Green Tree Python: The Most Beautiful Snake In The World
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The Green Tree Python (Morelia viridis) is a mythical snake for breeders. Belonging to the Pythonidae family, this species has physical and behavioral characteristics that are unlike any other.
In this article, we have compiled a complete description of this unique snake considered one of the most beautiful in the world.
Green Tree Python Facts
The Green Tree Python (Morelia viridis) is undoubtedly one of the most popular species in the reptilian world. As its name suggests, this snake spends most of its time in trees. However, it is not always green.
Many specimens are found in a wide range of colors in the wild and in captivity.
The color of juveniles at birth is different from that of adults. The baby Green Tree Python is usually yellow, red or dark brown/black in color. As they mature, the adult will show color changes to shades of bright green for some, a bright yellow color for others that will retain their juvenile color, and a blue color for the last.
Each color is unique and its evolution is surprising. Watching the color change is one of the most appreciated things by Green Tree Python owners, which makes it one of the most sought after in the world.
This phenomenon undergone by this python is called "ontogenetic color change", meaning that it adapts to its environment to be able to survive better.
This phenomenon is observed in a different way in other snake species, such as the Common Watersnake (Nerodia Sipedon) or the Aquatic Garter Snake (Thamnophis Atratus), which modify their diet according to the environment in which they find themselves.
Specimens with a green color are more arboreal than others (yellow or blue) because they blend more easily into the trees, among the leaves.
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This snake is quite easy to recognize because its body coloration is intense. Its body is relatively thin and slender.
Its elongated head is diamond shaped, and, like all other members of its family, the scales on its head are irregular and granular. Its head is also very thick and contrasts with its compressed body.
Finally, it has long and straight teeth as well as vertical pupils like any nocturnal species.
Like many ophids, the Green Python has a row of thermoreceptors at the top and bottom of its mouth that allow it to notice temperature variations and detect its prey.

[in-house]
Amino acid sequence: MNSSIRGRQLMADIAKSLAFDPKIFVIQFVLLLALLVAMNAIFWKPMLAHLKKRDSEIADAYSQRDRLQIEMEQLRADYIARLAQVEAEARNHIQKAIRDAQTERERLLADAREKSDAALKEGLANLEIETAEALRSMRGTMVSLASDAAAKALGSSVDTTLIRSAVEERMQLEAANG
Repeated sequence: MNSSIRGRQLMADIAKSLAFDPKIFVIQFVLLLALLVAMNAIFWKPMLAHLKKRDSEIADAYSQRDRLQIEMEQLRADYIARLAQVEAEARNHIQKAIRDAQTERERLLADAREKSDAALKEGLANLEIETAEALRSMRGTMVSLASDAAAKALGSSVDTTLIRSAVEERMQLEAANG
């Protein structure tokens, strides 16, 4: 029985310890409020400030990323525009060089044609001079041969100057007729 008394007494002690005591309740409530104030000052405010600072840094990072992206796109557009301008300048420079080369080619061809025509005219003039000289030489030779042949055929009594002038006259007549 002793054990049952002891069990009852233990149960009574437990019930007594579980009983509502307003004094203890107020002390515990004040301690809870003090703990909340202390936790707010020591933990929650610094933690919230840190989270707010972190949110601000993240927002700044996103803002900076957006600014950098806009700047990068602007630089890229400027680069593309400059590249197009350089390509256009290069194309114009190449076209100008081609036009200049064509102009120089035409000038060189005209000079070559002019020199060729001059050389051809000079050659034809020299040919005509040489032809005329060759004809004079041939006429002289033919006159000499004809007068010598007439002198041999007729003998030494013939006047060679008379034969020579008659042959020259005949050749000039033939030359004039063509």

Green Tree Python Size
The length of the Green Tree Python varies depending on the locality and can reach quite impressive dimensions (although it is far from the longest snakes in the world). Its size usually does not exceed 5ft (1,5m), but some specimens can reach up to 6ft (1,8m), even 6.5ft (2m) in rare occasions.
Note: As with other species, females are generally larger and heavier than males.
The average weight of an adult male varies between 2lbs (900gr) and 2.6lbs (1,2kg).
The Green Tree Python is a non-venomous snake that almost never bites unless it feels in danger. This ophidian is mainly arboreal, which means that it spends most of its time in the top of trees. In fact, it is the most arboreal species of the Python family.
Despite its peaceful nature, it is a reptile that does not like to be handled too much. It tends to be stressed easily, although this varies according to the breed and character of each specimen.
Babies under one year old are the most complicated to handle because they don't let themselves be caught. It is not advisable to touch them because they are very sensitive, especially in their spine.
Where Does the Green Tree Python Live ?
The Green Tree Python is native to Southeast Asia. The geographical area of origin of this snake is called Australasia. It can be found on the island of New Guinea and the surrounding islands to the west of it. It is also possible to see it on the northwest coast of Australia, on the Cape York peninsula.
It lives mainly in tropical forests, but can also be found in young forests. Being an arboreal species, it spends most of its time in trees.
Adults prefer to live inside forests, while juveniles will prefer open environments, such as forest edges.
This snake competes for a part of its geographic area with one of its cousins: the Carpet Python. This sharing leads to a conflict between these two species in terms of the territory they occupy and the food they eat. It is quite easy to distinguish them by their physical appearance and size.
What Do Green Tree Pythons Eat ?
Although it is a species that spends most of its time in trees, the Green Tree Python does not enjoy birds very much. It prefers to eat small mammals (like rodents), and also other reptiles (like geckos).